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dc.contributor.authorBaker, James
dc.contributor.authorMilligan, Ian 17:35:06 (GMT) 17:35:06 (GMT)
dc.descriptionThis article Published by the Editorial Board of the Programming Historian is made available under a Creative Commons Attribution 2.0 Generic License. Available at:
dc.description.abstractThis lesson will look at how research data, when organised in a clear and predictable manner, can be counted and mined using the Unix shell. The lesson builds on the lessons “Preserving Your Research Data: Documenting and Structuring Data” and “Introduction to the Bash Command Line”. Depending on your confidence with the Unix shell, it can also be used as a standalone lesson or refresher. Having accumulated research data for one project, a historian might ask different questions of that same data when returning to it during a subsequent project. If this data is spread across multiple files - a series of tabulated data, a set of transcribed text, a collection of images - it can be counted and mined using simple Unix commands. The Unix shell gives you access to a range of powerful commands that can transform how you count and mine research data. This lesson will introduce you to a series of commands that use counting and mining of tabulated data, though they only scratch the surface of what the Unix shell can do. By learning just a few simple commands you will be able to undertake tasks that are impossible in Libre Office Calc, Microsoft Excel, or other similar spreadsheet programs. These commands can be easily extended for use with non-tabulated data. This lesson will also demonstrate that the options for manipulating, counting and mining data available to you will often depend on the amount of metadata, or descriptive text, contained in the filenames of the data you are using as much as the range of Unix commands you have learnt to use. Thus, even if it is not a prerequisite of working with the Unix shell, taking the time to structure your research data and filenaming conventions in a consistent and predictable manner is certainly a significant step towards getting the most out of Unix commands and being able to count and mine your research data. For the value of taking the time to make your data consistent and predictable beyond matters of preservation, see “Preserving Your Research Data: Documenting and Structuring Data”.en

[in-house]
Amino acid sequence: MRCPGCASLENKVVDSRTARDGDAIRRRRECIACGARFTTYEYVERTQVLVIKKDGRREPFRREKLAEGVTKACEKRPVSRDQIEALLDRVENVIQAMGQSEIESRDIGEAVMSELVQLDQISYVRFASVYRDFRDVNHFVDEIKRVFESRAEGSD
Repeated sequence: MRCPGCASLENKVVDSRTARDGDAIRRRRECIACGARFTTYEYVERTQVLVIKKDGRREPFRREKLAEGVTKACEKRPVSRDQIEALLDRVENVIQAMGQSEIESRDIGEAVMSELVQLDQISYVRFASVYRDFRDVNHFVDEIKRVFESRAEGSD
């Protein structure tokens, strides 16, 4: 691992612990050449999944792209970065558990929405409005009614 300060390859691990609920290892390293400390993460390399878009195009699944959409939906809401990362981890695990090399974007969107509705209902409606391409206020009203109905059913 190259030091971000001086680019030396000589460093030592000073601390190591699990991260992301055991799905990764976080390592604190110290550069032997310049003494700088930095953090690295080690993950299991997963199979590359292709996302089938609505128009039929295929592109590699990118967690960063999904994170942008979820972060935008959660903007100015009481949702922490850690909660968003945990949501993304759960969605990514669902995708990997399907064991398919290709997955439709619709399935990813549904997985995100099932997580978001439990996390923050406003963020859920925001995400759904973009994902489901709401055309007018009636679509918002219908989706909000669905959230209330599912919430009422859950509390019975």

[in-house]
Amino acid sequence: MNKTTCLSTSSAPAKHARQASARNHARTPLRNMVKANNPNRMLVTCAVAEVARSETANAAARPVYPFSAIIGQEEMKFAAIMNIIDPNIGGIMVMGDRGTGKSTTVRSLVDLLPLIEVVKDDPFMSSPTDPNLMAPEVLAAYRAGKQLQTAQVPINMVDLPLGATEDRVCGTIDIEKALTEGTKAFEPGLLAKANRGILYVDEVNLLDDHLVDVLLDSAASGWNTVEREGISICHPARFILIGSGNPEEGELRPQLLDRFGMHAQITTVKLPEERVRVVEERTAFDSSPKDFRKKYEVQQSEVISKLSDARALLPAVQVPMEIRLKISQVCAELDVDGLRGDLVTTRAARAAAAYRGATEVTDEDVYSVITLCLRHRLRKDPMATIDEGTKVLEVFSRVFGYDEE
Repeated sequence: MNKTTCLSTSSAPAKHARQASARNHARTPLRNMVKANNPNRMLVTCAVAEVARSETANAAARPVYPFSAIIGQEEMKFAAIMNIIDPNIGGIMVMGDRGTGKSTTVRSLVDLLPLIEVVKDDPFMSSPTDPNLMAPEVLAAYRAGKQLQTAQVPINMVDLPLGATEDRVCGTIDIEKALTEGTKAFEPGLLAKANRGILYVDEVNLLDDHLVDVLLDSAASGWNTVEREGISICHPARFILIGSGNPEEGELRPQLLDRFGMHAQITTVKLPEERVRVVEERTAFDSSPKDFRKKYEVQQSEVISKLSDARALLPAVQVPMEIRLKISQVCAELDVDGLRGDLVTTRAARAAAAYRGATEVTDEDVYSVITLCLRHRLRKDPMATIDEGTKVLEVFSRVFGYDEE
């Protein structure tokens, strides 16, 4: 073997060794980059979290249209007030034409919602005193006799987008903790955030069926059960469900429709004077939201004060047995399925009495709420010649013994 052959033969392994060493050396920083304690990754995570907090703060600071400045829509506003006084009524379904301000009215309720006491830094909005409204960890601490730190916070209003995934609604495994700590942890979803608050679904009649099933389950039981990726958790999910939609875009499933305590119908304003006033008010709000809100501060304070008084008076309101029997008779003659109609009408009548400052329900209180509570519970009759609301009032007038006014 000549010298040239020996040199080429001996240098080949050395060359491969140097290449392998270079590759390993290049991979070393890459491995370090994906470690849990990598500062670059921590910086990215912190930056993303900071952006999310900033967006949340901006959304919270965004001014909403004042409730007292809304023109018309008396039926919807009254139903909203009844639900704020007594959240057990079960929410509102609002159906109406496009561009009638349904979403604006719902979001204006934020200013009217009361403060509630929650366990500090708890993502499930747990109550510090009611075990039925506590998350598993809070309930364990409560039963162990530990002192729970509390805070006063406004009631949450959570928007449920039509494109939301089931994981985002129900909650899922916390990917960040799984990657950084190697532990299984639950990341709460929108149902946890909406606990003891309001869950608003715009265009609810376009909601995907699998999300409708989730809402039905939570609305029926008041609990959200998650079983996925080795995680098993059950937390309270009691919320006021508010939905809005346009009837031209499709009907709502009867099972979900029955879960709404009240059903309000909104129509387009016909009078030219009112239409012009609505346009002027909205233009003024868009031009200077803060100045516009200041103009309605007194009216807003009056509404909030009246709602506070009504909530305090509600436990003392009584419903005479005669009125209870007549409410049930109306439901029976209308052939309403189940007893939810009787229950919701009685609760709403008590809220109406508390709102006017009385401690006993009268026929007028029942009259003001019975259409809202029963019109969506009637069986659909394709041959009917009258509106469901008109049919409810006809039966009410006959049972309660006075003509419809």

dc.publisherThe Editorial Board of the Programming Historianen
dc.rightsAttribution 2.0 Generic*
dc.subjectGuides and tutorialsen
dc.subjectResearch dataen
dc.subjectData miningen
dc.titleCounting and Mining Research Data with Unixen
dc.typeTechnical Reporten
dcterms.bibliographicCitationJames Baker and Ian Milligan. “Counting and Mining Research Data with Unix.” Programming Historian, September 2014.en
uws.contributor.affiliation1Faculty of Artsen

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